The Chancellor is tomorrow set to unveil a set of loans, subsidies and rebates to reduce the impact of the expected £700 increase in typical household energy bills that will bite from April.
He’ll do so at around 11am, to coincide with the Ofgem announcement of new price cap.
I’ve said for a while, the cap is set to rise from just under £1,300 to around £2,000 - which would be totally unaffordable for hundreds of thousands of low-income households.
The Times says today Mr Sunak’s package will include some kind of loan scheme to energy companies to help them reduce (though not eliminate) the immediate price increase, by deferring some of the price rise for consumers to future years.
What is unclear is the mechanism for repaying that multi-billion-pound loan and whether it is at all linked to future movements in the wholesale gas price. So, one big question is the degree of risk and therefore implicit subsidy being shouldered by the Treasury and taxpayer.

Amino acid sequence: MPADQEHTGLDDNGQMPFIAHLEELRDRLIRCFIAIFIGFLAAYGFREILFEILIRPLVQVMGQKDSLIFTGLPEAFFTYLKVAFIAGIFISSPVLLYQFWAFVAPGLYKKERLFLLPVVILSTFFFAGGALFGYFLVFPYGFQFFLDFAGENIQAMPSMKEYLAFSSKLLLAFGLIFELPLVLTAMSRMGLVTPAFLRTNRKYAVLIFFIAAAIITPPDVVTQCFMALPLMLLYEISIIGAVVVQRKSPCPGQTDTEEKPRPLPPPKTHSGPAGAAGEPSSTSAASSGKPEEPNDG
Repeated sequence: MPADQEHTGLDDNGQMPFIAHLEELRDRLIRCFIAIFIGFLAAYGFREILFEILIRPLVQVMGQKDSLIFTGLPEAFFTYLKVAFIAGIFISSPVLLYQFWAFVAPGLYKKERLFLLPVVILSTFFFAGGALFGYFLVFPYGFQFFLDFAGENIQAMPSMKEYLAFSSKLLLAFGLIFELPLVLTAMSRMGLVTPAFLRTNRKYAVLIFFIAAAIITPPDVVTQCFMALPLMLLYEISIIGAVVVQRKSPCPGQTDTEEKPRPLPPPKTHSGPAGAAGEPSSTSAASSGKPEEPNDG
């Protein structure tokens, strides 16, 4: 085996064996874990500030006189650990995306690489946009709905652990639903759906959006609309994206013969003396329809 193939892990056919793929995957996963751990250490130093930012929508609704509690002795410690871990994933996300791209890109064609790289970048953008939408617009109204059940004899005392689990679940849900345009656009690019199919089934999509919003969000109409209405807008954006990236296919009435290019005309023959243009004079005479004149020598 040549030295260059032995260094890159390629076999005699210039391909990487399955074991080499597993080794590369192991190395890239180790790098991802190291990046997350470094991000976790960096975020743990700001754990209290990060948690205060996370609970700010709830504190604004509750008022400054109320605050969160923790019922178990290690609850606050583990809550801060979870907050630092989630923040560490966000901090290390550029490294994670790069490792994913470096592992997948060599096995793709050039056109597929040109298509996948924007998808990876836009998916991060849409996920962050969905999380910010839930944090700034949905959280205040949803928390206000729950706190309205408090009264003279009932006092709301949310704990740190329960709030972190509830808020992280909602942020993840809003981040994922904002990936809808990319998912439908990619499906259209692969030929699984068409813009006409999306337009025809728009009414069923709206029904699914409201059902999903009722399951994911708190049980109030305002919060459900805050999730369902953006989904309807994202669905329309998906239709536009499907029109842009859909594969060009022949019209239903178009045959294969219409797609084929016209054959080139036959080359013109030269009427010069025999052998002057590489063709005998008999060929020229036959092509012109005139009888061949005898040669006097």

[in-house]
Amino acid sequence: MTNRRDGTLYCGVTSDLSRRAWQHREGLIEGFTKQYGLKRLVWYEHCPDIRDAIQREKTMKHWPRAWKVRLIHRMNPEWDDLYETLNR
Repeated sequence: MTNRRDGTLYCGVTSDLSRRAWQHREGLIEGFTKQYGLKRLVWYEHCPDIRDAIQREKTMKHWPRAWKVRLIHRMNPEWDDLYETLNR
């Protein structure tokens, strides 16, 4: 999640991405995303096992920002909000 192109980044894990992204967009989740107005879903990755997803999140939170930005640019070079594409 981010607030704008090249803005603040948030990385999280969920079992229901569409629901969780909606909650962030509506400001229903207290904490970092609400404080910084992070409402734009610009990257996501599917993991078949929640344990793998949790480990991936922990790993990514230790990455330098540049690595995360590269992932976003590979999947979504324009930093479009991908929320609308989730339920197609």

Robert Peston explains what he has found out about the measures
Kwasi Kwarteng insisted on the Peston show last week there would be no subsidy or bailout for the energy companies themselves. We’ll see whether Mr Sunak has held the line on that. Separately there will be additional targeted help for poorer households.
There’s been speculation that would be via council tax subsidies for those in lower value houses. But, again, there is no clarity how that would help the millions in rented homes.
Finally, there is the question of how this package will be funded, and whether Mr Sunak has rejected the Labour proposal of a windfall tax on energy producers (as opposed to suppliers).
All of this represents a huge test of the rationality and effectiveness of a government and a prime minister battered by the partygate storm - and of a chancellor with ambitions to succeed Johnson.